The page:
People say journalists know too much. The truth is, they know too many people, too many important people. That is probably one of their greatest sins, or, perhaps, one of the greatest injustices. For instance, the phonebook of a journalist is a gold mine. His telephone conversations are often very classy. But his pocket almost always leaves a doubt.
The weather couldn’t have been any more pleasant on this particular day. The sky was spotting a sunless hue. It was a press conferences at a prestigious hotel on the Island. Every tool was ready: a writing pad, pen, phone and a wallet. Down the street was a ready bus. And almost immediately the journey began. And no sooner had this journalist settled down than his phone rang. Caroline Danjuma on the line. Returning the previous day’s call, perhaps, to fix another date after six months of back and forth. Her picture appeared on the phone screen. Then a sharp scream joined the ringtone. It was from a young lady sitting beside the journalist.
“Oh My God! Oh My God! Do you know her?”
What is to be done? Pick Caroline’s call or answer this petrified lady. In seconds, the seat space began to tighten. The journalist, sandwiched between two young ladies, soon won the attention of four eagerly attentive ladies from behind his seat.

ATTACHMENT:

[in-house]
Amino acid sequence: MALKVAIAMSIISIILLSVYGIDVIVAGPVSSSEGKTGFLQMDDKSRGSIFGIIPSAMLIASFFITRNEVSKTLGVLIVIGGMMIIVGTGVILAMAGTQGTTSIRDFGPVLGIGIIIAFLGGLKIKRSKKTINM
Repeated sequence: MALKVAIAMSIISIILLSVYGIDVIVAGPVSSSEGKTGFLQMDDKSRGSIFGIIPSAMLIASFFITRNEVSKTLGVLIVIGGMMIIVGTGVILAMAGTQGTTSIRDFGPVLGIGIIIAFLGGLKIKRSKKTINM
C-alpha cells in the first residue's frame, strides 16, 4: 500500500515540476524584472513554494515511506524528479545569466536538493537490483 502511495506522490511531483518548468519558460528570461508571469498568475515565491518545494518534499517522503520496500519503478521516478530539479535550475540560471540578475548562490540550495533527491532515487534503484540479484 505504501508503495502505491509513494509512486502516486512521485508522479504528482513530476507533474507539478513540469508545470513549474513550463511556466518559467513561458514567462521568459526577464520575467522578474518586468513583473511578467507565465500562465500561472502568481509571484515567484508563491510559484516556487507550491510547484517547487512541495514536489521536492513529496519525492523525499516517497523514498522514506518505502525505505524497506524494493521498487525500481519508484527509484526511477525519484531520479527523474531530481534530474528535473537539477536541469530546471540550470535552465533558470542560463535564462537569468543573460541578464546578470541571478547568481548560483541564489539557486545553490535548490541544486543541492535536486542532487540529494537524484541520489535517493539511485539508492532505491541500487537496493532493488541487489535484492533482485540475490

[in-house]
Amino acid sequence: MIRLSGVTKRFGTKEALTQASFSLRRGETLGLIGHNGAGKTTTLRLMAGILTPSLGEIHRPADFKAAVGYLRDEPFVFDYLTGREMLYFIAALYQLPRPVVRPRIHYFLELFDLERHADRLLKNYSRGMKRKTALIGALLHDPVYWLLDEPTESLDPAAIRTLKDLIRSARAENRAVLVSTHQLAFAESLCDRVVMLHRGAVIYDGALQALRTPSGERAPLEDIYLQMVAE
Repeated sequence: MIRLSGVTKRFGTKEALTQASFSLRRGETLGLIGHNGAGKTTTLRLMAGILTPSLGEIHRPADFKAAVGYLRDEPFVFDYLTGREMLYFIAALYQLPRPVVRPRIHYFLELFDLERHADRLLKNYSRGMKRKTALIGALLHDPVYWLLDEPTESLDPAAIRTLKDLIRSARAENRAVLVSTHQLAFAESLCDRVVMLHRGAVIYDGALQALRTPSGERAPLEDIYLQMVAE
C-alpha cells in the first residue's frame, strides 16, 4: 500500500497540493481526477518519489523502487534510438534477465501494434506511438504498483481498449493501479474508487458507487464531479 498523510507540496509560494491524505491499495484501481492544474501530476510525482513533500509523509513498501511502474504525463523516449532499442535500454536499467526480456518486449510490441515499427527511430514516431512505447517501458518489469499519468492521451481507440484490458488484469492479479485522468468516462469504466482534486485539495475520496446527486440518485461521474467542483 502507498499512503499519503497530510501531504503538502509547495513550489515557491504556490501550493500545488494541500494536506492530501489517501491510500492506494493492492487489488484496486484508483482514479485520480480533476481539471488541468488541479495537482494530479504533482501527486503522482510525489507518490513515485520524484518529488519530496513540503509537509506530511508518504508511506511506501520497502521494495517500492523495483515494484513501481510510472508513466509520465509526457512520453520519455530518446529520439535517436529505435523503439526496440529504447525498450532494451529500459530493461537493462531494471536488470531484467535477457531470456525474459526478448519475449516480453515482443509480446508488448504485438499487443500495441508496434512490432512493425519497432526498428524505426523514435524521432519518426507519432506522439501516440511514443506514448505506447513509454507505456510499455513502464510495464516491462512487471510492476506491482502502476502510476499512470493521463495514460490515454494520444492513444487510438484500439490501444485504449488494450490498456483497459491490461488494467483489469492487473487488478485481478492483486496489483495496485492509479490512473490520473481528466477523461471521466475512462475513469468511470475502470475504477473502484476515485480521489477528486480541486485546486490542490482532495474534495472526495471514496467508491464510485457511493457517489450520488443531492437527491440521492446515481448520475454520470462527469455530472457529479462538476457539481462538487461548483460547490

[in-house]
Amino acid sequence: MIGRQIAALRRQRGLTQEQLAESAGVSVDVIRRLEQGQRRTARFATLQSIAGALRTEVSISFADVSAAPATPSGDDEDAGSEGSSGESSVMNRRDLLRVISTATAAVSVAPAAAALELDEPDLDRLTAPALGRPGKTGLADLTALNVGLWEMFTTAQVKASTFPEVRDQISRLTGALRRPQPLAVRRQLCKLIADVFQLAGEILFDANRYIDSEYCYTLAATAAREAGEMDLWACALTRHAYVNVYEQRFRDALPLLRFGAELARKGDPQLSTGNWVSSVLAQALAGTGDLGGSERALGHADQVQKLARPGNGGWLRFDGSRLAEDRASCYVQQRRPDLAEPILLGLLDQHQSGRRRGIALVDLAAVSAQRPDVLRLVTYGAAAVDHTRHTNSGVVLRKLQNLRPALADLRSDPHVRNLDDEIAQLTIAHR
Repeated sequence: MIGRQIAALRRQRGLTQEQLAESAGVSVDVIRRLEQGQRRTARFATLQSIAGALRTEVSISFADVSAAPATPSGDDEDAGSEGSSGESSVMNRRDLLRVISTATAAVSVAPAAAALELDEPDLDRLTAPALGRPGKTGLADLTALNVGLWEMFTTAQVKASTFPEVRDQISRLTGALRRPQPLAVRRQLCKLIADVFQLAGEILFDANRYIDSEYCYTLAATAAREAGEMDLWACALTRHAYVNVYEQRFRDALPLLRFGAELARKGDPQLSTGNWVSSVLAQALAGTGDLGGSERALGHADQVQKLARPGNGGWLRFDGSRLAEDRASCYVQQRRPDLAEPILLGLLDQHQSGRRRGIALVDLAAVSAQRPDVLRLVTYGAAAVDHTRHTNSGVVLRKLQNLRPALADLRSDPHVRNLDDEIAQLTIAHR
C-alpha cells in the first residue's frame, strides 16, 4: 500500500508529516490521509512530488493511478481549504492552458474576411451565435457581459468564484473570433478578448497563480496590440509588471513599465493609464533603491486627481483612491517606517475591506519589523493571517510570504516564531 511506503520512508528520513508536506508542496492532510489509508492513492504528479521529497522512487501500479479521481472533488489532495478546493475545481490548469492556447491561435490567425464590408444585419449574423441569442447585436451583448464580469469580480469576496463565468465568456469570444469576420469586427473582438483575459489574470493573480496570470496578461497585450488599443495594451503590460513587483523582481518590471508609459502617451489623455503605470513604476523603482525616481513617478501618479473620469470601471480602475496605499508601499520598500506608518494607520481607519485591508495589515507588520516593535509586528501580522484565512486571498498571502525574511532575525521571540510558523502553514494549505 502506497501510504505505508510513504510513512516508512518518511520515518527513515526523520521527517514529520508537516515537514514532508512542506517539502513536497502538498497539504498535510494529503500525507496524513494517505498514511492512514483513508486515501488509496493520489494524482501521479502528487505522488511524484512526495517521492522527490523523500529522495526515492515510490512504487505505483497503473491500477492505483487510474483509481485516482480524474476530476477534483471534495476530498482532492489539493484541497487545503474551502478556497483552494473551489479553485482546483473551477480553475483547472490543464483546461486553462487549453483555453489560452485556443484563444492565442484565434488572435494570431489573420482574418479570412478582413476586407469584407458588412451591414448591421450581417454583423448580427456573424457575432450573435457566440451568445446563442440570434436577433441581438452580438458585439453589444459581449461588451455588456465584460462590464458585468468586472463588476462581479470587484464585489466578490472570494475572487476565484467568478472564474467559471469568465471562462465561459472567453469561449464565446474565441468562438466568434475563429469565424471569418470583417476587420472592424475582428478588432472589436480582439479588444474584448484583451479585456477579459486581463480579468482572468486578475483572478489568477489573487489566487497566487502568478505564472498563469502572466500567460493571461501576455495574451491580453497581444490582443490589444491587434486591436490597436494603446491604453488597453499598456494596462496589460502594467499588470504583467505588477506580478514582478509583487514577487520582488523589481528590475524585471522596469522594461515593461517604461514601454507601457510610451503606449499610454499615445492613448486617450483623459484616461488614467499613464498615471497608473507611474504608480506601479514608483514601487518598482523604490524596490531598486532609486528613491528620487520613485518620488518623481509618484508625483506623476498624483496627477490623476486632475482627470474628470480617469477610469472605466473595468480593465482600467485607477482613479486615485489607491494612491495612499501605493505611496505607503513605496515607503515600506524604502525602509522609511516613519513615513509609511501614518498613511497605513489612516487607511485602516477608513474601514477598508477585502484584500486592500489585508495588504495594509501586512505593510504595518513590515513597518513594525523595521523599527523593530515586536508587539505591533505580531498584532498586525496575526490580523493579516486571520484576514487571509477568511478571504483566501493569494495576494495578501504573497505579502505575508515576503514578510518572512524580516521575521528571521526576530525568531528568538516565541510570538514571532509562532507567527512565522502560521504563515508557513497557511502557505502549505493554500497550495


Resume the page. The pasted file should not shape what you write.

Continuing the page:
Phone now on silence. And with a look mingled with pride and self-pity, came the affirmative nod.
This was followed with a battery of other question. The conversation had become steaming when another call came in. Dr Sid on the line. What did he want? His interview was already published. Perhaps the headline wasn’t good. Just in the middle of the thought process came another spasm from one of his new friends.
“Is that Dr Sid calling you?”
Yet another positive nod. The conversation with Dr Sid was short and little less of the prescience. The new chatty parties resumed. The topic was about celebrities in the entertainment industry. It was a question and answer session. And after thirty minutes, another call came, it was Caroline Danjuma again.
At this time, the seemingly logical question was asked, “Are you related to her?”
“No, I am a journalist.”